Every now and again, you read a banal sentence in the newspaper that, after a moment's thought, takes one's breath away. Check out this NYT sentence on the prosecution by military commission of Khaled Sheikh Muhammed:
Mr. Ghailani's case ended up stiffening resistance to civilian trials because a jury acquitted him on more than 280 charges. Although he was still convicted on one count and sentenced to life in prison, critics pointed to the result as a sign that civilian trials were too uncertain.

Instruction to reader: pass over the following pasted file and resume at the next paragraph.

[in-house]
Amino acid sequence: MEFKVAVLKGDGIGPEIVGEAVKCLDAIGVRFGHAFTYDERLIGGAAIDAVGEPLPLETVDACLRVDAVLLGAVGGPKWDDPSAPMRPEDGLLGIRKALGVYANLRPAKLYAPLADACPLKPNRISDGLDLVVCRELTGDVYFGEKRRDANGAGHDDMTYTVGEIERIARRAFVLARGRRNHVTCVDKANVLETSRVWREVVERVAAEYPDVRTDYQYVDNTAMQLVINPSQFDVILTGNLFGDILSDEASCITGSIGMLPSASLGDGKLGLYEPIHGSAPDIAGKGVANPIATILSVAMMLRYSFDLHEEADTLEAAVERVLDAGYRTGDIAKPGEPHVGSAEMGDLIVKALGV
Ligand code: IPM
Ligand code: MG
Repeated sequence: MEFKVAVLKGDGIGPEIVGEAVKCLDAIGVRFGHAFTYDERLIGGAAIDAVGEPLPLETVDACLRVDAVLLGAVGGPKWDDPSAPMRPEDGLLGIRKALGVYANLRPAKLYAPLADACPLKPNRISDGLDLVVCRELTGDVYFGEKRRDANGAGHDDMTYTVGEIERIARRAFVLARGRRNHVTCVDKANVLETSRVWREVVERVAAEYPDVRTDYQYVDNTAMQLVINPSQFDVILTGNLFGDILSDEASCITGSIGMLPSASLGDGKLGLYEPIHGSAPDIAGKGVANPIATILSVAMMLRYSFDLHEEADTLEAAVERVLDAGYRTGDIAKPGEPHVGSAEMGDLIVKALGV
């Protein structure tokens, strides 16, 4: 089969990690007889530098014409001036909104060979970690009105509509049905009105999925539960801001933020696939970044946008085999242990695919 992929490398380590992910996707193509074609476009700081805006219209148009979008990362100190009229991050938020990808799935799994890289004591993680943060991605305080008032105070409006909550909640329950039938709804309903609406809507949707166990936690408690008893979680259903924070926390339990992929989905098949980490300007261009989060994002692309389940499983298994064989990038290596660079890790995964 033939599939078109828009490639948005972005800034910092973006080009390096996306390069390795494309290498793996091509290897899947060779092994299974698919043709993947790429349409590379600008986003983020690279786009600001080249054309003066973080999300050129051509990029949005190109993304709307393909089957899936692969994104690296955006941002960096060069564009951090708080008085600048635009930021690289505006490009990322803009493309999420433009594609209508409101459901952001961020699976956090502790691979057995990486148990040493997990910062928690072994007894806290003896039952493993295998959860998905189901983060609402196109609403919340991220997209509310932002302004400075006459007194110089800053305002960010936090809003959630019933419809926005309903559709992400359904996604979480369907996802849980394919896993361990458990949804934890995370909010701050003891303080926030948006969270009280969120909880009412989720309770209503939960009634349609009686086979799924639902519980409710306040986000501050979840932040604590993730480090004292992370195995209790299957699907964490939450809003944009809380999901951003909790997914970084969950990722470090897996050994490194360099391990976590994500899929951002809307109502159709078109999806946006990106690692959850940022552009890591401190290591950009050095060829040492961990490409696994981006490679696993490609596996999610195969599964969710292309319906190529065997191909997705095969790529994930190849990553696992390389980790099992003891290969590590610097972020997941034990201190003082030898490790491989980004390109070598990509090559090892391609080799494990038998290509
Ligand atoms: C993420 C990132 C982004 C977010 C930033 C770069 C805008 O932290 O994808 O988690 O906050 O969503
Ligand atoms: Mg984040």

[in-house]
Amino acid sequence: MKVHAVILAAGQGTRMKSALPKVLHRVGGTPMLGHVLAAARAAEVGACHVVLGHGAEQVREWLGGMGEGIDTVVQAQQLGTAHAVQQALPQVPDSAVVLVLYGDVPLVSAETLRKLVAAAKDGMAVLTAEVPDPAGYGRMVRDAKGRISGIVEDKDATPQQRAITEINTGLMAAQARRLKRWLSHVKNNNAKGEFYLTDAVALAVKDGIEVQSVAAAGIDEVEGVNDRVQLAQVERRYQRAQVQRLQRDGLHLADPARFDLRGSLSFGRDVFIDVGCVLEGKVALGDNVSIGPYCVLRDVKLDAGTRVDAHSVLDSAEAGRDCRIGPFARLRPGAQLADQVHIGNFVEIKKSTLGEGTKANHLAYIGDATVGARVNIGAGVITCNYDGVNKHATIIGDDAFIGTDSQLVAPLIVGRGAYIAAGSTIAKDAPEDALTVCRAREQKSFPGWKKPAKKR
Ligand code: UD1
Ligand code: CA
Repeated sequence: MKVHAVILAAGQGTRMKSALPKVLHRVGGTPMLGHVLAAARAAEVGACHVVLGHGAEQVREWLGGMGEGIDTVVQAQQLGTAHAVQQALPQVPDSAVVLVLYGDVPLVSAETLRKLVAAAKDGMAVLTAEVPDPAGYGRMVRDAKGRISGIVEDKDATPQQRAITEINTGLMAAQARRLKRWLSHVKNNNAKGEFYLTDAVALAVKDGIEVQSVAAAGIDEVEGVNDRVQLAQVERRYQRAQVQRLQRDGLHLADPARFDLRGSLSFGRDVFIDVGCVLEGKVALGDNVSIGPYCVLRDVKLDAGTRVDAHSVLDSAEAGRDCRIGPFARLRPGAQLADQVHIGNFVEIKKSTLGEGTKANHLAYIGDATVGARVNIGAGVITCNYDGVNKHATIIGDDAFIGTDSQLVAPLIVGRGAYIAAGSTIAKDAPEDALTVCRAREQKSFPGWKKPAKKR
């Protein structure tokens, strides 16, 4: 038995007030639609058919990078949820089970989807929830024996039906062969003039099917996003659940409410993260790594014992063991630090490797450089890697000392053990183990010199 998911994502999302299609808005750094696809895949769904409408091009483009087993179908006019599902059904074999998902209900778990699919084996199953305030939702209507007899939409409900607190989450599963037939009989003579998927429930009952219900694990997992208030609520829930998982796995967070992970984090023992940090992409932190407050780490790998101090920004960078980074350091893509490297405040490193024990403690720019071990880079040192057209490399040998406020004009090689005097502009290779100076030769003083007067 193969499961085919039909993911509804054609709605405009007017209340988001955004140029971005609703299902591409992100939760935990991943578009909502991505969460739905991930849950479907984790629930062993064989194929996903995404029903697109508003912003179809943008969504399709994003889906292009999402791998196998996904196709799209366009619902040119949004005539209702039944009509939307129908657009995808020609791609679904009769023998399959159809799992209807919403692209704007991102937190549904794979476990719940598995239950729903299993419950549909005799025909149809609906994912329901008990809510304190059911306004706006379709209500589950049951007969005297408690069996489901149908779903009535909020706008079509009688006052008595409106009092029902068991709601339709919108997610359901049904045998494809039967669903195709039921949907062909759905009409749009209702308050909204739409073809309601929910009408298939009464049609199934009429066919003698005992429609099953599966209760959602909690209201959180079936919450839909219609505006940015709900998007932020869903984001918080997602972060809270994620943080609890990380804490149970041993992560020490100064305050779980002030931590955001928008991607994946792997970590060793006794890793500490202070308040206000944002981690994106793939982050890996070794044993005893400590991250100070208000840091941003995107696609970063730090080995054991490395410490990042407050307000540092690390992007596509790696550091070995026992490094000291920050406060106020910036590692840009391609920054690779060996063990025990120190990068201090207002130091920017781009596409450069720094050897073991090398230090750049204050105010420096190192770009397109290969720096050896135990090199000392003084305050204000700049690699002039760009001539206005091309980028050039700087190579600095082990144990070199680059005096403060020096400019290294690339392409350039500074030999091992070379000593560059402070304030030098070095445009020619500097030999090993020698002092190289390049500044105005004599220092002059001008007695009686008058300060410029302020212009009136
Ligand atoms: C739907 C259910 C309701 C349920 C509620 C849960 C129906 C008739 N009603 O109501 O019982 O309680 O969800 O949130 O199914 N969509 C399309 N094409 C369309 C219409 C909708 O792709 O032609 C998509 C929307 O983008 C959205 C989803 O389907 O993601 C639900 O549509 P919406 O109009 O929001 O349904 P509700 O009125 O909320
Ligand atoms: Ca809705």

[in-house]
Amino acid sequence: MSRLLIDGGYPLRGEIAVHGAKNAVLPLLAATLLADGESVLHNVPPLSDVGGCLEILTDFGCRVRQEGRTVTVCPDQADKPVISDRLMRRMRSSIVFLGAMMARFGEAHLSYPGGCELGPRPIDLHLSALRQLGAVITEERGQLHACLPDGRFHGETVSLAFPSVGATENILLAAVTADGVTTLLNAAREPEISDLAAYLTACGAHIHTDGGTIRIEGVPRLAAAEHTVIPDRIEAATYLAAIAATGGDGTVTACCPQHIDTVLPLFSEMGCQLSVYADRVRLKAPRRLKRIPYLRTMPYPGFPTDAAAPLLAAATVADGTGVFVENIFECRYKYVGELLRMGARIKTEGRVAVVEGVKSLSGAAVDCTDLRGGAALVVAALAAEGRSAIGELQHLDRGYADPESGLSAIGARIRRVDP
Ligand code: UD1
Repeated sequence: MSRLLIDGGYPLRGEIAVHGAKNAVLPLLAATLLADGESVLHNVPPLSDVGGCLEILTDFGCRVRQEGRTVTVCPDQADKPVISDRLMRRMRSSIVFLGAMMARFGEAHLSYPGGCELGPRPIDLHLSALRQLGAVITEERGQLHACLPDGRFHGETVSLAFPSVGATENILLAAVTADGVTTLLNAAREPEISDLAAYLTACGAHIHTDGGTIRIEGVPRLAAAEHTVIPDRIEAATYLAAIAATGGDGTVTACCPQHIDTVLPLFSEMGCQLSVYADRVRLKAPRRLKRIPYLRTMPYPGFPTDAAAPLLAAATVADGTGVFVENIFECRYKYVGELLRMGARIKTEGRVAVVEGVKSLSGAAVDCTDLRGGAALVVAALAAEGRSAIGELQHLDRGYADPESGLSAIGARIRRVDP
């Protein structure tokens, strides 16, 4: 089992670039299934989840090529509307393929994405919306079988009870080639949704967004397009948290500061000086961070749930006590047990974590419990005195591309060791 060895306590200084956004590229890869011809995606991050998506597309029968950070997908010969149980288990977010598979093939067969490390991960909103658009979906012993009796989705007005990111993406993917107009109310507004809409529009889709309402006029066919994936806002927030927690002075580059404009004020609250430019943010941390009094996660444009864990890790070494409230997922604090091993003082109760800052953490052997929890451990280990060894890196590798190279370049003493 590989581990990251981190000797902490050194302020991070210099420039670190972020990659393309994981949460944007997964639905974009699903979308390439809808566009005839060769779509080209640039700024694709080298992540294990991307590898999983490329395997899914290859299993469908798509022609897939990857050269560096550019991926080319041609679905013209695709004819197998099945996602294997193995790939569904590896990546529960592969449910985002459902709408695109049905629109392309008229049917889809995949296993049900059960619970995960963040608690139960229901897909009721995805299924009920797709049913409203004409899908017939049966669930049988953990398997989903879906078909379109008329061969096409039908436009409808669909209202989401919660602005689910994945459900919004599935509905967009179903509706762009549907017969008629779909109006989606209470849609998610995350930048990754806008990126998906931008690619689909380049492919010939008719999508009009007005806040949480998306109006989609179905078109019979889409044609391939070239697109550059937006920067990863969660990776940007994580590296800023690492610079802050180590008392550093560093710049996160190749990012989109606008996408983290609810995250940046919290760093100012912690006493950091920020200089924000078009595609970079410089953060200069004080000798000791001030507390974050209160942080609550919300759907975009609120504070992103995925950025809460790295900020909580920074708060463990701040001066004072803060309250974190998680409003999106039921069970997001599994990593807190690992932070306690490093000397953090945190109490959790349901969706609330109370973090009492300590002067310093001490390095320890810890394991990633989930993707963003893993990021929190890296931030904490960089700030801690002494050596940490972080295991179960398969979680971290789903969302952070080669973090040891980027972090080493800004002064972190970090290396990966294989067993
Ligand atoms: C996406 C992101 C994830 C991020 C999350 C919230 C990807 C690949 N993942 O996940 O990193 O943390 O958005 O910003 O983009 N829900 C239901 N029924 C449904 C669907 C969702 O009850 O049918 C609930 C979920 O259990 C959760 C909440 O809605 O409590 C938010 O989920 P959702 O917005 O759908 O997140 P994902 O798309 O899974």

Have we really sunk to the idea that verdicts in terror suspect trials need to be fixed in advance? And what does that logic say about the fairness of military tribunals? Once more, the 9/11 massacre leads to our suspension of ancient traditions – like habeas corpus, the absolute ban on torture, the Fourth Amendment and an open trial by jury. Al Qaeda could never destroy our values alone. We did it for them.